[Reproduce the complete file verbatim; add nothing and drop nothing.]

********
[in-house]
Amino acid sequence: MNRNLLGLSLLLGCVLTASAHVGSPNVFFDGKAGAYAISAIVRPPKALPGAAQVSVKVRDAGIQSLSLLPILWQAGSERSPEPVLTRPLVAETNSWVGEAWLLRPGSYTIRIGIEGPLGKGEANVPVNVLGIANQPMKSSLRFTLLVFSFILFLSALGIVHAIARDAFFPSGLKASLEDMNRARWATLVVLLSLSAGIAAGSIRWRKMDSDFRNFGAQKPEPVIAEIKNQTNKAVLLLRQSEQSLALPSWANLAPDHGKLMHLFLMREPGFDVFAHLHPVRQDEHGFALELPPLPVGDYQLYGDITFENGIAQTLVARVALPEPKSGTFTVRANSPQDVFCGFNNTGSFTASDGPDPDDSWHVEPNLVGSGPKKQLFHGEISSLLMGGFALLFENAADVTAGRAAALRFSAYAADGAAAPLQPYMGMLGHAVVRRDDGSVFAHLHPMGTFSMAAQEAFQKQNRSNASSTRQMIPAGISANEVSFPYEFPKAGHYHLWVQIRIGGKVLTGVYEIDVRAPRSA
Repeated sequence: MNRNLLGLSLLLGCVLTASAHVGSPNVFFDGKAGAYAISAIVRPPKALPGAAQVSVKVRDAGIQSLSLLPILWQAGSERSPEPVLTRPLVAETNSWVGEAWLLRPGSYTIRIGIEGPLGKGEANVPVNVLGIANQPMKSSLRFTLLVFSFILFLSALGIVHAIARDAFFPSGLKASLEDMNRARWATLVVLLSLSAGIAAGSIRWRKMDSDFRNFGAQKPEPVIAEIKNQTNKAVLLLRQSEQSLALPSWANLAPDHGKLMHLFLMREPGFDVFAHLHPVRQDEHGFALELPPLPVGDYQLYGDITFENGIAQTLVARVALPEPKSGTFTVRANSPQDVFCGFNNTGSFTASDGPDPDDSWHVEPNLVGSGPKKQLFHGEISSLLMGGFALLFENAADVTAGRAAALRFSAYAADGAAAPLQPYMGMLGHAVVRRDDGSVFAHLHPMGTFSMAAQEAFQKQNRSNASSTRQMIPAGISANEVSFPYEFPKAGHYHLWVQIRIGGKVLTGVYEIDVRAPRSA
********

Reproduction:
[in-house]
Amino acid sequence: MNRNLLGLSLLLGCVLTASAHVGSPNVFFDGKAGAYAISAIVRPPKALPGAAQVSVKVRDAGIQSLSLLPILWQAGSERSPEPVLTRPLVAETNSWVGEAWLLRPGSYTIRIGIEGPLGKGEANVPVNVLGIANQPMKSSLRFTLLVFSFILFLSALGIVHAIARDAFFPSGLKASLEDMNRARWATLVVLLSLSAGIAAGSIRWRKMDSDFRNFGAQKPEPVIAEIKNQTNKAVLLLRQSEQSLALPSWANLAPDHGKLMHLFLMREPGFDVFAHLHPVRQDEHGFALELPPLPVGDYQLYGDITFENGIAQTLVARVALPEPKSGTFTVRANSPQDVFCGFNNTGSFTASDGPDPDDSWHVEPNLVGSGPKKQLFHGEISSLLMGGFALLFENAADVTAGRAAALRFSAYAADGAAAPLQPYMGMLGHAVVRRDDGSVFAHLHPMGTFSMAAQEAFQKQNRSNASSTRQMIPAGISANEVSFPYEFPKAGHYHLWVQIRIGGKVLTGVYEIDVRAPRSA
Repeated sequence: MNRNLLGLSLLLGCVLTASAHVGSPNVFFDGKAGAYAISAIVRPPKALPGAAQVSVKVRDAGIQSLSLLPILWQAGSERSPEPVLTRPLVAETNSWVGEAWLLRPGSYTIRIGIEGPLGKGEANVPVNVLGIANQPMKSSLRFTLLVFSFILFLSALGIVHAIARDAFFPSGLKASLEDMNRARWATLVVLLSLSAGIAAGSIRWRKMDSDFRNFGAQKPEPVIAEIKNQTNKAVLLLRQSEQSLALPSWANLAPDHGKLMHLFLMREPGFDVFAHLHPVRQDEHGFALELPPLPVGDYQLYGDITFENGIAQTLVARVALPEPKSGTFTVRANSPQDVFCGFNNTGSFTASDGPDPDDSWHVEPNLVGSGPKKQLFHGEISSLLMGGFALLFENAADVTAGRAAALRFSAYAADGAAAPLQPYMGMLGHAVVRRDDGSVFAHLHPMGTFSMAAQEAFQKQNRSNASSTRQMIPAGISANEVSFPYEFPKAGHYHLWVQIRIGGKVLTGVYEIDVRAPRSA